Sprawling Casino And Hotel Catering To Locals Is Opening Southwest Of Las Vegas Strip

The Durango Casino & Resort appears in Las Vegas, Thursday, Nov. 30, 2023. Las Vegas is getting its first new ground-up casino in more than two years with the debut of a $780 million project several miles southwest of the resort-lined Strip. Durango Casino and Resort promises a daylong celebration Tuesday, Dec. 5, and a nighttime fireworks display.  (Rachel Aston/Las Vegas Review-Journal via AP)
The Durango Casino & Resort appears in Las Vegas, Thursday, Nov. 30, 2023. Las Vegas is getting its first new ground-up casino in more than two years with the debut of a $780 million project several miles southwest of the resort-lined Strip. Durango Casino and Resort promises a daylong celebration Tuesday, Dec. 5, and a nighttime fireworks display. (Rachel Aston/Las Vegas Review-Journal via AP)

LAS VEGAS (AP) — Las Vegas is getting its first ground-up casino in more than two years, with the debut of a modest $780 million property several miles from resort-lined Strip that will cater more to local residents than international tourists.

Station Casinos, subsidiary of publicly traded Red Rock Resorts Inc., planned a daylong celebration and a nighttime fireworks display with the opening of the 15-story Durango Casino and Resort outside the city's main resort corridor.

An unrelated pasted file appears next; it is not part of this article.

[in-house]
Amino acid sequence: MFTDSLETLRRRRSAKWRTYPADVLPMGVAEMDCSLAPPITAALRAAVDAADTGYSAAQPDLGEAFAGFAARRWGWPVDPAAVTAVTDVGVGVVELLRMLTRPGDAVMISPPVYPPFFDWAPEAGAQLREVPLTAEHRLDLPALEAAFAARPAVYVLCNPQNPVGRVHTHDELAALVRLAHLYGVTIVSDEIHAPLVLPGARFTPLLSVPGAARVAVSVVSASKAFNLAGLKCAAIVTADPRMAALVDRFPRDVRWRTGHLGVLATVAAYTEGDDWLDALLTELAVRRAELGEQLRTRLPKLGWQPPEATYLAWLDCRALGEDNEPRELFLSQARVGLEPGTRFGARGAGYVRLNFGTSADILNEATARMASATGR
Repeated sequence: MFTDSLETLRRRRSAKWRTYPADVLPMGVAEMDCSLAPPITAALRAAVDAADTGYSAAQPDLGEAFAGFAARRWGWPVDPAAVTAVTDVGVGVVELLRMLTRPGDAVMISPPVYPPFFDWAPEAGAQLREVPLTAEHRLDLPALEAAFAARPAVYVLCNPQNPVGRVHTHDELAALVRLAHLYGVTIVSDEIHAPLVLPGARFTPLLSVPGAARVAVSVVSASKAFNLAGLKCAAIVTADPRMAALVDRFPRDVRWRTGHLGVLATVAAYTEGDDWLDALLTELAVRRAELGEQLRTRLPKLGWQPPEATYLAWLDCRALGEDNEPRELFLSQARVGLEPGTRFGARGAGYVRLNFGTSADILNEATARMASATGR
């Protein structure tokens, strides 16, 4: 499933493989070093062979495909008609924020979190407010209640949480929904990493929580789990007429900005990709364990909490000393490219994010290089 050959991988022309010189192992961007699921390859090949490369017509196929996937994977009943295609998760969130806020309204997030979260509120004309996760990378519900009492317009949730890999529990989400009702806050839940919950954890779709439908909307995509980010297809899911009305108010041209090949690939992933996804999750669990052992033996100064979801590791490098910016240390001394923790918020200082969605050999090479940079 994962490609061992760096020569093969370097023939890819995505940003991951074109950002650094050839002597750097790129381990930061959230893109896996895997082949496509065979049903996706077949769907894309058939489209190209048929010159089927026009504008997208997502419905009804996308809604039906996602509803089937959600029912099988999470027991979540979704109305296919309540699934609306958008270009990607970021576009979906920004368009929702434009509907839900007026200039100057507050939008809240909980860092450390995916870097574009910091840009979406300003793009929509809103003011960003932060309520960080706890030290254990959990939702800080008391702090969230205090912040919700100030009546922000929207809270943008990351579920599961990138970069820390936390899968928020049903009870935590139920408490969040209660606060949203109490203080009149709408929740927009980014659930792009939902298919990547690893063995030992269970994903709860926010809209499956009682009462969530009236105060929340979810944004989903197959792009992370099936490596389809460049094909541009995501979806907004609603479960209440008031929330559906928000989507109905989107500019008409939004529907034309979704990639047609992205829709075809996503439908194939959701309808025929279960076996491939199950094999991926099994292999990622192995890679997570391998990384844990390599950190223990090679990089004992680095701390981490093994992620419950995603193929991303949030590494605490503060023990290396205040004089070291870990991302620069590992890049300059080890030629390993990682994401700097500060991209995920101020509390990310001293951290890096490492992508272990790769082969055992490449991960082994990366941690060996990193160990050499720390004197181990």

The 200-room hotel-casino represents the seventh off-Strip property in and around Las Vegas for Station Casinos, a company the late Frank Fertitta Jr. started as a bingo parlor in 1976 that today employs more than 11,000 workers.

Durango is the first new casino property to open in Las Vegas since June 2021, when the $4.3 billion, 66-story Resorts World opened on the Strip. The 44-floor Circa opened in 2020 as the first new downtown property in 40 years. Several other familiar Las Vegas casinos have changed hands or rebranded in recent months.

Next week, the $3.7 billion, 67-story Fontainebleau is due to open at the north end of the Strip. The imposing blue-glass property began construction in 2007 and sat unfinished on Las Vegas Boulevard for more than a decade.

Durango — with slot machines, gambling tables, a sports betting area and four restaurants — was built on a 71-acre (29-hectare) property that had been sitting vacant since Station Casinos acquired it in 2000.

In 2021 the company got permits to build, and officials said a later phase would add a second hotel tower, a theater and entertainment area, and additional casino space.

Station Casinos in recent years razed and sold land beneath three aging properties that closed during the coronavirus pandemic. The company also operates several Wildfire properties that aren't hotels.